Disability Elderly Japan Medical Welfare

Japan Adopts Bill to Raise Out-of-Pocket Medical Fees for Elderly

The burden rate of medical fees will go up to 20 pct from 10 pct at present if the bill is enacted. The income threshold will be 3.2 million yen for two-member households in which both are 75 or older.

From Jiji Press

February 5 2021

TOKYO – The Japanese government adopted at a cabinet meeting on Friday a bill to raise out-of-pocket medical expenses borne by people aged 75 or older who live alone and has an annual income of at least 2 million yen. 

For these people, the burden rate of medical fees will go up to 20 pct from 10 pct at present if the bill is enacted. The income threshold will be 3.2 million yen for two-member households in which both are 75 or older.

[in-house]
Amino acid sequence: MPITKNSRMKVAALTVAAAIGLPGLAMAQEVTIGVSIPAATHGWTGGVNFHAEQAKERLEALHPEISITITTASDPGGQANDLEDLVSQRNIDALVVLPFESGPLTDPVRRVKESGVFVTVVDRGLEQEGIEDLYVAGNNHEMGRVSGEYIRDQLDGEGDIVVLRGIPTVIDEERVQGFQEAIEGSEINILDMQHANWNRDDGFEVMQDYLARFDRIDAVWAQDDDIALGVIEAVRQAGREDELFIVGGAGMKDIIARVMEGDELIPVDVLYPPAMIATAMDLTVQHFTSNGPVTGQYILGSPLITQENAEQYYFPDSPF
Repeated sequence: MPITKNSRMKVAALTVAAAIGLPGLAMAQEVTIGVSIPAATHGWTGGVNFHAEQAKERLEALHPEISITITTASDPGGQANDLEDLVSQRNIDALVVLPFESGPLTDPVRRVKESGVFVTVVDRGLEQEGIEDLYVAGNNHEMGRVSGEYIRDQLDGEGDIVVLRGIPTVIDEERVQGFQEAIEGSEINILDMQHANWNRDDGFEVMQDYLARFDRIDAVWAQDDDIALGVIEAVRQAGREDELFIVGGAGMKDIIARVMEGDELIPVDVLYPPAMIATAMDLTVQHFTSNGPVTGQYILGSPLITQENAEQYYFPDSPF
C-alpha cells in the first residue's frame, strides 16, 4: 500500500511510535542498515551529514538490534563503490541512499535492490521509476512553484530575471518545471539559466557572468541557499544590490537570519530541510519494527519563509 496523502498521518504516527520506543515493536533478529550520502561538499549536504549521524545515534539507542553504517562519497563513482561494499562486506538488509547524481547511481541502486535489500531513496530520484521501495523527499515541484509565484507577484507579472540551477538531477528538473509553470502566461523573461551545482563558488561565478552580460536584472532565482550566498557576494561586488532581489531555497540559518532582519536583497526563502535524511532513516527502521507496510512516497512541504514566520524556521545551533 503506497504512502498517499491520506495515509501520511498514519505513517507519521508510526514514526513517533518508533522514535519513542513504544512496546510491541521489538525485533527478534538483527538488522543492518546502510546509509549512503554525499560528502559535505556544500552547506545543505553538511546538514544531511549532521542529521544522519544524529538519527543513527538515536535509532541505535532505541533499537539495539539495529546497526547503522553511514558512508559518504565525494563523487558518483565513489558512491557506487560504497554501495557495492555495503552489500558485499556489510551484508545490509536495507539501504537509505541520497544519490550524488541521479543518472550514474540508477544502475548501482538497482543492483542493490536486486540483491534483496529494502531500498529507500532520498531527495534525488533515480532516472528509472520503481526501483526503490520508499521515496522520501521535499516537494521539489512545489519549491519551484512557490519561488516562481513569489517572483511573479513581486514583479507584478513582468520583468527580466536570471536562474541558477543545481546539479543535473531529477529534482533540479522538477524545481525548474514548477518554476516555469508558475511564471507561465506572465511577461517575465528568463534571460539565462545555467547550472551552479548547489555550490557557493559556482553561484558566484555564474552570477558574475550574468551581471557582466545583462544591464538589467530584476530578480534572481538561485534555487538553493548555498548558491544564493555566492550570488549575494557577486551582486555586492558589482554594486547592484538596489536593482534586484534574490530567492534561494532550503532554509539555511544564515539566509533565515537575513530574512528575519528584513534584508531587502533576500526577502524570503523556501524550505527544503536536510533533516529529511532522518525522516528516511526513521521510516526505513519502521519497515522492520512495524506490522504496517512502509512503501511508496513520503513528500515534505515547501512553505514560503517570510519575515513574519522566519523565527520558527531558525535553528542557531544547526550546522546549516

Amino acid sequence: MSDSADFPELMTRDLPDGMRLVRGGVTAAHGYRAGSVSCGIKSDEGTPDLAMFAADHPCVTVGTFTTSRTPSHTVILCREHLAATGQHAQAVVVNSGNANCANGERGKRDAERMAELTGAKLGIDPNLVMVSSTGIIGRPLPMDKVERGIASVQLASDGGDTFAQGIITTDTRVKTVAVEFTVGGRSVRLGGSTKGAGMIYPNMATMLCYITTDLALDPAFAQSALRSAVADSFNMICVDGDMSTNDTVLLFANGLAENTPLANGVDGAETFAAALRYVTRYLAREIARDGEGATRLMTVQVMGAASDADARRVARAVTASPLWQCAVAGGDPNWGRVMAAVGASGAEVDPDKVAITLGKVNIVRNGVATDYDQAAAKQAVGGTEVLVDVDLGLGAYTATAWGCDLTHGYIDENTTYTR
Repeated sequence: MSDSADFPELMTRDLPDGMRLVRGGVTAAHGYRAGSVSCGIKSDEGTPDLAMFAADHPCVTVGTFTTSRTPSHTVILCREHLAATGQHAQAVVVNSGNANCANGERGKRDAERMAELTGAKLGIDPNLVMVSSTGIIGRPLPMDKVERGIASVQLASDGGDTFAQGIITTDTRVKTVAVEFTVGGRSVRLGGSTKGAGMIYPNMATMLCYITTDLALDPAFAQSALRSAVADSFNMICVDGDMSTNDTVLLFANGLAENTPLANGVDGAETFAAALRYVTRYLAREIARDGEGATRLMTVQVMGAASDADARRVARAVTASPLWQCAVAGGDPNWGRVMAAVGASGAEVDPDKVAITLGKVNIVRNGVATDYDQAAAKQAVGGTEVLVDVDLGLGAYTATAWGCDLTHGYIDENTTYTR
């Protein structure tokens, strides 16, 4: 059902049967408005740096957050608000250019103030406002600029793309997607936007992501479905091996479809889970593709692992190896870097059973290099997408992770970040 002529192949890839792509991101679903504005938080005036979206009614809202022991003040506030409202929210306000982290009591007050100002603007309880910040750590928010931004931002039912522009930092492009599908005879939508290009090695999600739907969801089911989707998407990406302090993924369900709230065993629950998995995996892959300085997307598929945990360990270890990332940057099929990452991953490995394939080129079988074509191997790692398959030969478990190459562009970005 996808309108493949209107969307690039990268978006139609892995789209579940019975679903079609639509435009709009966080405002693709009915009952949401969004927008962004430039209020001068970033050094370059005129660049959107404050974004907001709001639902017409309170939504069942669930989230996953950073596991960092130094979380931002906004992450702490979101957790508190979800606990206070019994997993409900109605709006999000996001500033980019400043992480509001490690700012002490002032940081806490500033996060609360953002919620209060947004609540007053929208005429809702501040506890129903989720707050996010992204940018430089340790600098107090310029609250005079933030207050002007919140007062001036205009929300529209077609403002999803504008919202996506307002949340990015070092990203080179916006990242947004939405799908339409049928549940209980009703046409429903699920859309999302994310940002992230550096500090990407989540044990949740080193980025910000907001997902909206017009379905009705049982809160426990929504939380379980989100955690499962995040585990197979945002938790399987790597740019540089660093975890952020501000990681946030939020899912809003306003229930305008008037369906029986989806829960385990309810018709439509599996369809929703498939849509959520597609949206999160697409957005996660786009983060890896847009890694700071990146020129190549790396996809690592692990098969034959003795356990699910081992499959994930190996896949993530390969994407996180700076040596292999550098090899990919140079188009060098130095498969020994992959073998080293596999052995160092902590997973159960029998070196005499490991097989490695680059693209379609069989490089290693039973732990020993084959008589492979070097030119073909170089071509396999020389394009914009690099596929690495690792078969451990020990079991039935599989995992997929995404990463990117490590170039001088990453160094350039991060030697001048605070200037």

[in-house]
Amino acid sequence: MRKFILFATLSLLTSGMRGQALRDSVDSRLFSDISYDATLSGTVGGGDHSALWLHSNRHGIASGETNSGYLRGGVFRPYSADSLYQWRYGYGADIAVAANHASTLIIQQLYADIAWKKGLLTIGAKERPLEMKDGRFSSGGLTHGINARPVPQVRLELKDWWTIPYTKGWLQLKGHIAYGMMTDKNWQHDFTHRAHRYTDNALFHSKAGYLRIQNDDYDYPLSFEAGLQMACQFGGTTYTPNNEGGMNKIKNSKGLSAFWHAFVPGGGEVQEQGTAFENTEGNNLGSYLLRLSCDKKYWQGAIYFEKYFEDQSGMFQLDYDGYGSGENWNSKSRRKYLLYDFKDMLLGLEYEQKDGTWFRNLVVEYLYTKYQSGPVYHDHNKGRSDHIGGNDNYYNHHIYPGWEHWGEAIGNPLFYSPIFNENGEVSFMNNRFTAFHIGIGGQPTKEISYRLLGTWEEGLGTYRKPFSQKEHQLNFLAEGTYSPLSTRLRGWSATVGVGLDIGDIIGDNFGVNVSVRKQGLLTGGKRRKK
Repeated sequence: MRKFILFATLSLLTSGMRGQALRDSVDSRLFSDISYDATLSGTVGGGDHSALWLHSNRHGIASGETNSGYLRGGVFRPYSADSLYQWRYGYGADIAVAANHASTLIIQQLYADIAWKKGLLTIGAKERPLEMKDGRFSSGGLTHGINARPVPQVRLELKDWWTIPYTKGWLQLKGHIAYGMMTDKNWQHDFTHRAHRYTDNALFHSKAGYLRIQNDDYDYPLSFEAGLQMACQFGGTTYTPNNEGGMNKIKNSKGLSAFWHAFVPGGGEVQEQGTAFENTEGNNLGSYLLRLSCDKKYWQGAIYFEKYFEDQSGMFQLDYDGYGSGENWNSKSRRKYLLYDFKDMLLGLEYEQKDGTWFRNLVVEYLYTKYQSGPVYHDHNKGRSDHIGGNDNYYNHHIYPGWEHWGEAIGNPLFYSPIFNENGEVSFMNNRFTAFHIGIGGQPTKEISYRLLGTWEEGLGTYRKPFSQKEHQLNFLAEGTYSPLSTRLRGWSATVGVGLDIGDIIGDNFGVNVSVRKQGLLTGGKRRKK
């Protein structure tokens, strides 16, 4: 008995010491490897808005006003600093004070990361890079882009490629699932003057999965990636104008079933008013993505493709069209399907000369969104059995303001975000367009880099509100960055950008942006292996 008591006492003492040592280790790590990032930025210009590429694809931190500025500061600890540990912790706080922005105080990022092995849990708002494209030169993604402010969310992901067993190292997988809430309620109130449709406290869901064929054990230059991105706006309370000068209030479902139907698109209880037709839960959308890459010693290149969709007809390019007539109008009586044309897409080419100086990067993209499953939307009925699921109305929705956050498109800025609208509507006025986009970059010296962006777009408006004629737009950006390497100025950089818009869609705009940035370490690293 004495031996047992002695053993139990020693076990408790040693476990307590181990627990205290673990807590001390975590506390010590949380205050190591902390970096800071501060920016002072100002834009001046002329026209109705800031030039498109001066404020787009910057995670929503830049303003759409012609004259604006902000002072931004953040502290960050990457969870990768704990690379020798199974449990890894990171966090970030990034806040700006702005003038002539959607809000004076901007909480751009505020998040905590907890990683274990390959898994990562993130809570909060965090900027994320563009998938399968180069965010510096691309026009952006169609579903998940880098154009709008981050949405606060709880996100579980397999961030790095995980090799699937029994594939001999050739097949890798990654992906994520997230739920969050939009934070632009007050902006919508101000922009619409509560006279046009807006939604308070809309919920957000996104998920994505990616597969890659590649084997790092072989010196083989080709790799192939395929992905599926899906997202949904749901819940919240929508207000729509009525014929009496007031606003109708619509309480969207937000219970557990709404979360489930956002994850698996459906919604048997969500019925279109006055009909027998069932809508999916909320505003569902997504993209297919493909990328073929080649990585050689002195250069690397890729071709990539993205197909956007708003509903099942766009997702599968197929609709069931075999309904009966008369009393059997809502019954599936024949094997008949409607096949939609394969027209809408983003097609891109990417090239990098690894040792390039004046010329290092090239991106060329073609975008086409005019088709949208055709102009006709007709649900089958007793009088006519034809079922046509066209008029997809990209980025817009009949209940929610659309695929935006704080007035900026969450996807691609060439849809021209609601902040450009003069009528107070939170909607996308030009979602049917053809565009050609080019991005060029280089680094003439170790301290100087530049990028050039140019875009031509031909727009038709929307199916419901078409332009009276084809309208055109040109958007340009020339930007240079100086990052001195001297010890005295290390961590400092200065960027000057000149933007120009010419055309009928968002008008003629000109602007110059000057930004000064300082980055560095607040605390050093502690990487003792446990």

The legislation is designed to curb the growth in burden placed on working generations. In Japan, postwar baby boomers start to turn 75 in fiscal 2022, likely boosting the country’s medical costs.

Currently, as exceptions to the 10 pct burden rate principle, those aged 75 or older with an annual income of 3.83 million yen or more are paying 30 pct. To be subject to the cost hike to 20 pct are some 3.7 million people, or 23 pct of the elderly population aged 75 and above. 

The government hopes to have the medical system reform bill enacted during the ongoing ordinary session of the Diet, Japan’s parliament, which will run through June 16.

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